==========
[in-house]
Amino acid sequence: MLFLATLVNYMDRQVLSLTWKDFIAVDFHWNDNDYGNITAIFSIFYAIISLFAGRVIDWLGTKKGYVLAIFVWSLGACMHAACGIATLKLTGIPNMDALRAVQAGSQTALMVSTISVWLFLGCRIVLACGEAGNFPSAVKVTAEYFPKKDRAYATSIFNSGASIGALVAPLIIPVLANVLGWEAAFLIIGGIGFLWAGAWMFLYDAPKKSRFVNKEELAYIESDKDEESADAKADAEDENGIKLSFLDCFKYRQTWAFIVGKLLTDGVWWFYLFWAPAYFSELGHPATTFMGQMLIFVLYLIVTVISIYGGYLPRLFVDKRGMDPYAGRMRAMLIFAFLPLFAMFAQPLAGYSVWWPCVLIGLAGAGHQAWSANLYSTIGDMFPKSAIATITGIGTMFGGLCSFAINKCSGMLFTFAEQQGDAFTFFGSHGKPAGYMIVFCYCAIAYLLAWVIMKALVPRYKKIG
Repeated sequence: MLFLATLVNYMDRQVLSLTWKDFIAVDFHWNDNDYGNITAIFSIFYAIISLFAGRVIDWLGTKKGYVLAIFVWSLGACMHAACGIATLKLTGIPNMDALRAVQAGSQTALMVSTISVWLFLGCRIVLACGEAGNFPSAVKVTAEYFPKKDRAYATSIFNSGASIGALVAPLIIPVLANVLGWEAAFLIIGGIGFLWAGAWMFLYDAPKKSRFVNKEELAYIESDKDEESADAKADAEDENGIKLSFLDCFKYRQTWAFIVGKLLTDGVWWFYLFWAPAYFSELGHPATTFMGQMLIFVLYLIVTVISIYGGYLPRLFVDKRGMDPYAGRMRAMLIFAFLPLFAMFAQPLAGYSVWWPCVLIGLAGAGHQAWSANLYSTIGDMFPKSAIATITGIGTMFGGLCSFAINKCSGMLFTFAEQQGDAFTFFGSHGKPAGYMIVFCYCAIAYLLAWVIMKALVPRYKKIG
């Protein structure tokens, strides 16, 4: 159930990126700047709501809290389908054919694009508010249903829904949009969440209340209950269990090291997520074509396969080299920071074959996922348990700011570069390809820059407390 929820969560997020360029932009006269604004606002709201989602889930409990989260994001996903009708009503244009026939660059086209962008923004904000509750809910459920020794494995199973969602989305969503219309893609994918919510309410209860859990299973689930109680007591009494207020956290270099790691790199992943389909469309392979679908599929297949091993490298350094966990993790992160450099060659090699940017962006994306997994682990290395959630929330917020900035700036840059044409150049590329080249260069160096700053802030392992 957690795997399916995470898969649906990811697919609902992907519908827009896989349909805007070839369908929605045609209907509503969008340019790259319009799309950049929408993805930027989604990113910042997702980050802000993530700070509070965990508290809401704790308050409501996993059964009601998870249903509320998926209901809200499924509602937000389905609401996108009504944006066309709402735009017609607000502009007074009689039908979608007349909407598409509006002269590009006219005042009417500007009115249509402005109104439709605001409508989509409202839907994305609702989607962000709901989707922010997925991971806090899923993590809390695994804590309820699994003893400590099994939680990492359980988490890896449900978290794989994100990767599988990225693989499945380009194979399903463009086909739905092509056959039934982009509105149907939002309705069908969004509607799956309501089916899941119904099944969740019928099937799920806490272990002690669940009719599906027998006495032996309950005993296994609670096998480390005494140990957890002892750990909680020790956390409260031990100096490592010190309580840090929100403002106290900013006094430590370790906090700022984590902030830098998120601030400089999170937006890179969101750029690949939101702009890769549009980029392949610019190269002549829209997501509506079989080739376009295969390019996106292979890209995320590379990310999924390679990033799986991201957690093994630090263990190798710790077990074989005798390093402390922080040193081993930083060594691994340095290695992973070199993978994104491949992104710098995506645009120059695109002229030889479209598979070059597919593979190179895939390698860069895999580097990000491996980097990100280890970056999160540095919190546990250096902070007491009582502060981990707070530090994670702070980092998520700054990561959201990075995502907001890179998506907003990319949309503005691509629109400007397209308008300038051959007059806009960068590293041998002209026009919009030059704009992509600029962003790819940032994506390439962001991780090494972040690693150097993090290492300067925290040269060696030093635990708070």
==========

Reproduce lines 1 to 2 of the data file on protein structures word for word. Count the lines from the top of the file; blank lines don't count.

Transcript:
[in-house]
Amino acid sequence: MLFLATLVNYMDRQVLSLTWKDFIAVDFHWNDNDYGNITAIFSIFYAIISLFAGRVIDWLGTKKGYVLAIFVWSLGACMHAACGIATLKLTGIPNMDALRAVQAGSQTALMVSTISVWLFLGCRIVLACGEAGNFPSAVKVTAEYFPKKDRAYATSIFNSGASIGALVAPLIIPVLANVLGWEAAFLIIGGIGFLWAGAWMFLYDAPKKSRFVNKEELAYIESDKDEESADAKADAEDENGIKLSFLDCFKYRQTWAFIVGKLLTDGVWWFYLFWAPAYFSELGHPATTFMGQMLIFVLYLIVTVISIYGGYLPRLFVDKRGMDPYAGRMRAMLIFAFLPLFAMFAQPLAGYSVWWPCVLIGLAGAGHQAWSANLYSTIGDMFPKSAIATITGIGTMFGGLCSFAINKCSGMLFTFAEQQGDAFTFFGSHGKPAGYMIVFCYCAIAYLLAWVIMKALVPRYKKIG